MINOS squeezes sterile neutrino’s hiding ground

8 March 2019

Newly published results from the MINOS+ experiment at Fermilab in the US cast fresh doubts on the existence of the sterile neutrino – a hypothetical fourth neutrino flavour that would constitute physics beyond the Standard Model. MINOS+ studies how muon neutrinos oscillate into other neutrino flavours as a function of distance travelled, using magnetised-iron detectors located 1 and 735 km downstream from a neutrino beam produced at Fermilab.

Neutrino oscillations, predicted more than 60 years ago, and finally confirmed in 1998, explain the observed transmutation of neutrinos from one flavour to another as they travel. Tantalising hints of new-physics effects in short-baseline accelerator-neutrino experiments have persisted since 1995, when the Liquid Scintillator Neutrino Detector (LSND) at Los Alamos National Laboratory reported an 88±23 excess in the number of electron antineutrinos emerging from a muon–antineutrino beam. This suggested that muon antineutrinos were oscillating into electron antineutrinos along the way, but not in the way expected if there are only three neutrino flavours.

The plot thickened in 2007 when another Fermilab experiment, MiniBooNE, an 818 tonne mineral-oil Cherenkov detector located 541 m downstream from Fermilab’s Booster neutrino beamline, began to see a similar effect. The excess grew, and last November the MiniBooNE collaboration reported a 4.5σ deviation from the predicted event rate for the appearance of electron neutrinos in a muon neutrino beam. In the meantime, theoretical revisions in 2011 meant that measurements of neutrinos from nuclear reactors also show deviations suggestive of sterile-neutrino interference: the so-called “reactor anomaly”.

Tensions have been running high. The latest results from MINOS+, first reported in 2017 and recently accepted for publication in Physical Review Letters, fail to confirm the MiniBooNE signal. The MINOS+ results are also consistent with those from a comparable analysis of atmospheric neutrinos in 2016 by the IceCube detector at the South Pole. “LSND, MiniBooNE and the reactor data are fairly compatible when interpreted in terms of sterile neutrinos, but they are in stark conflict with the null results from MINOS+ and IceCube,” says theorist Joachim Kopp of CERN. “It might be possible to come up with a model that allows compatibility, but the simplest sterile neutrino models do not allow this.” In late February, the long-baseline T2K experiment in Japan joined the chorus of negative searches for the sterile neutrino, although excluding a different region of parameter space.

Whereas MiniBooNE and LSND sought to observe a second-order flavour transition (in which a muon neutrino morphs into a sterile and then electron neutrino), MINOS+ and IceCube are sensitive to a first-order muon-to-sterile transition that would reduce the expected flux of muon neutrinos. Such “disappearance” experiments are potentially more sensitive to sterile neutrinos, provided systematic errors are carefully modelled.

“The MiniBooNE observations interpreted as a pure sterile neutrino oscillation signal are incompatible with the muon-neutrino disappearance data,” says MINOS+ spokesperson Jenny Thomas of University College London. “In the event that the most likely MiniBooNE signal were due to a sterile neutrino, the signal would be unmissable in the MINOS/MINOS+ neutral-current and charged-current data sets.” Taking into account simple unitarity arguments, adds Thomas, the latest MINOS+ analysis is incompatible with the MiniBooNE result at the 2σ level and at 3σ sigma below a “mass-splitting” of 1 eV2 (see figure 1).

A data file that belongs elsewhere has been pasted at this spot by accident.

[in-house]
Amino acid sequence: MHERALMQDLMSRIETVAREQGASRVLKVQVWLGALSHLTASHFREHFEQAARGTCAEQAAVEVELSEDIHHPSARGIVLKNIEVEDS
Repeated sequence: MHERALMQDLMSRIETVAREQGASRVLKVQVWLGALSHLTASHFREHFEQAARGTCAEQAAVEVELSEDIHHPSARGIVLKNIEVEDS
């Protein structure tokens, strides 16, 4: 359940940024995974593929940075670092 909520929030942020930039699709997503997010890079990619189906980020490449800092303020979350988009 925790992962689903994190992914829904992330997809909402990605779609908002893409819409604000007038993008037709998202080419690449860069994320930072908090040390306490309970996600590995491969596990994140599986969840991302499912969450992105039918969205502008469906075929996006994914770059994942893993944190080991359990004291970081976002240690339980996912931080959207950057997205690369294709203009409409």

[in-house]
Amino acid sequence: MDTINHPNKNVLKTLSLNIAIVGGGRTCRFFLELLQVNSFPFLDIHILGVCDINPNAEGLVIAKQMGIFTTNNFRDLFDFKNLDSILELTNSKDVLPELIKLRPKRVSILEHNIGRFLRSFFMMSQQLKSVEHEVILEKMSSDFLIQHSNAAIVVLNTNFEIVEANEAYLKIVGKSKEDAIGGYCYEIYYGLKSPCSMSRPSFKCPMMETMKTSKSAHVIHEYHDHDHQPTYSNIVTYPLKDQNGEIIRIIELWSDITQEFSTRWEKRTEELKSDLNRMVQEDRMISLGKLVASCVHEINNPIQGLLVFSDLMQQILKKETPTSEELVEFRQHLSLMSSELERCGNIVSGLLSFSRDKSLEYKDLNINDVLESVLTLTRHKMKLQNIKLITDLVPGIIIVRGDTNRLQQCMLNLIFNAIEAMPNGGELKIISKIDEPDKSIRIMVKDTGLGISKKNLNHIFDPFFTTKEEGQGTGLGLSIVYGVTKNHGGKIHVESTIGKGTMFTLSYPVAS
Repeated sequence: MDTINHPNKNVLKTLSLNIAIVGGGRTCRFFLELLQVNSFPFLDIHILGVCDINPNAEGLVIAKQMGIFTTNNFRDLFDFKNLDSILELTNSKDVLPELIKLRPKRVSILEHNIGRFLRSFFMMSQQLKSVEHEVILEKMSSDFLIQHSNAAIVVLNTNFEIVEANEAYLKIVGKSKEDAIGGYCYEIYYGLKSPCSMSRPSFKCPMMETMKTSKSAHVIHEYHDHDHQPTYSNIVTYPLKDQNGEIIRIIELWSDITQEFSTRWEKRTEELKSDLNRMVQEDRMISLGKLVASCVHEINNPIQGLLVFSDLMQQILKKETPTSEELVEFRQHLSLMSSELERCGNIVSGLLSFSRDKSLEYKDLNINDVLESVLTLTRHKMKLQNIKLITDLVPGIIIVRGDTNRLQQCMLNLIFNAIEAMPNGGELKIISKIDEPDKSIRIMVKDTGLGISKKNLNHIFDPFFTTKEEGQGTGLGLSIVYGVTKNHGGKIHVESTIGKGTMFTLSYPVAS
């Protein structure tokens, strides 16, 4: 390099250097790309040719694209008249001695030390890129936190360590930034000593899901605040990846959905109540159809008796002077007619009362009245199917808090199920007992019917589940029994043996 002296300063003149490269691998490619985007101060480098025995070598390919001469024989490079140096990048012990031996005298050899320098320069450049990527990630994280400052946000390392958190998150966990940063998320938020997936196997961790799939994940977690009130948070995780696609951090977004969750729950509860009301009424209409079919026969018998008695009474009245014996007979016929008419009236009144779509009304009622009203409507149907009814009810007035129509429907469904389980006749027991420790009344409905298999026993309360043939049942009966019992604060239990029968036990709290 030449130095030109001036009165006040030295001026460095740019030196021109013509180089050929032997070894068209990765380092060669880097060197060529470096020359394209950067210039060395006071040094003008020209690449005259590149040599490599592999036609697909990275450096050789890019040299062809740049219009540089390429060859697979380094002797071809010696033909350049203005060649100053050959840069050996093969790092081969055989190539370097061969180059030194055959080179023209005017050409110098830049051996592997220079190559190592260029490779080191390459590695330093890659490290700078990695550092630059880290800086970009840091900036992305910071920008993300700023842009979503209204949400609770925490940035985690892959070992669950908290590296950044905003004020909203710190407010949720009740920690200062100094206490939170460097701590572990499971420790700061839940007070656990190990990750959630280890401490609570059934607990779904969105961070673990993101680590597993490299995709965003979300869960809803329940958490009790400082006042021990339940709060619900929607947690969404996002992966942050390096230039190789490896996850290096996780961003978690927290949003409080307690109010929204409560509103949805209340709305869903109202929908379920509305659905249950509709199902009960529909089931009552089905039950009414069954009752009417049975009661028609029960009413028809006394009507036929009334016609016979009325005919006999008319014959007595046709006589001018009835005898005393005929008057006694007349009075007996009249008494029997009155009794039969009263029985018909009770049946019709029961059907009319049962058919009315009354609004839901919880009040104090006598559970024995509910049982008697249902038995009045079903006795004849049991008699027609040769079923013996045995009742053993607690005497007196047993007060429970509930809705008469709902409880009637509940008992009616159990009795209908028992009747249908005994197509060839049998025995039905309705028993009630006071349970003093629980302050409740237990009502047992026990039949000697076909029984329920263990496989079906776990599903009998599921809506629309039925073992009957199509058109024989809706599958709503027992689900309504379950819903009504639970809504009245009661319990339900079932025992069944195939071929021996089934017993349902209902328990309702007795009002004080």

plot showing the coupling and mass splitting of sterile neutrinos with the established neutrinos

The sterile-neutrino hypothesis is also in tension with cosmological data, says theorist Silvia Pascoli of Durham University. “Sterile neutrinos with these masses and mixing angles would be copiously produced in the early universe and would make up a significant fraction of hot dark matter. This is somewhat at odds with cosmological observations.”

One possibility for the surplus electron–neutrino-like events in MiniBooNE is insufficient accuracy in the way neutrino–nucleus interactions in the detector are modelled – a challenge for neutrino-oscillation experiments generally. According to MiniBooNE collaborator Teppei Katori, one effect proposed to account for the MiniBooNE anomaly is neutral-current single-gamma production. “This rare process has many theoretical interests, both within and beyond the Standard Model, but the calculations are not yet tractable at low energies (around 1 GeV) as they are in the non-perturbative QCD region,” he says.

MINOS+ is now analysing its final dataset and working on a direct comparison with MiniBooNE to look for electron-neutrino appearance as well as the present study on muon-neutrino disappearance. Clarification could also come from other short-baseline experiments at Fermilab, in particular MicroBooNE, which has been operating since 2015, and two liquid-argon detectors ICARUS and SBND (CERN Courier June 2017 p25). The most exciting possibility is that new physics is at play. “One viable explanation requires a new neutral-current interaction mediated by a new GeV-scale vector boson and sterile neutrinos with masses in the hundreds of MeV,” explains Pascoli. “So far this has not been excluded. And it is theoretically consistent. We have to wait and see.”

Further reading

MINOS+ Collaboration 2019 Phys. Rev. Lett. 122 091803.

MiniBooNE Collaboration 2018 Phys. Rev. Lett. 121 221801.

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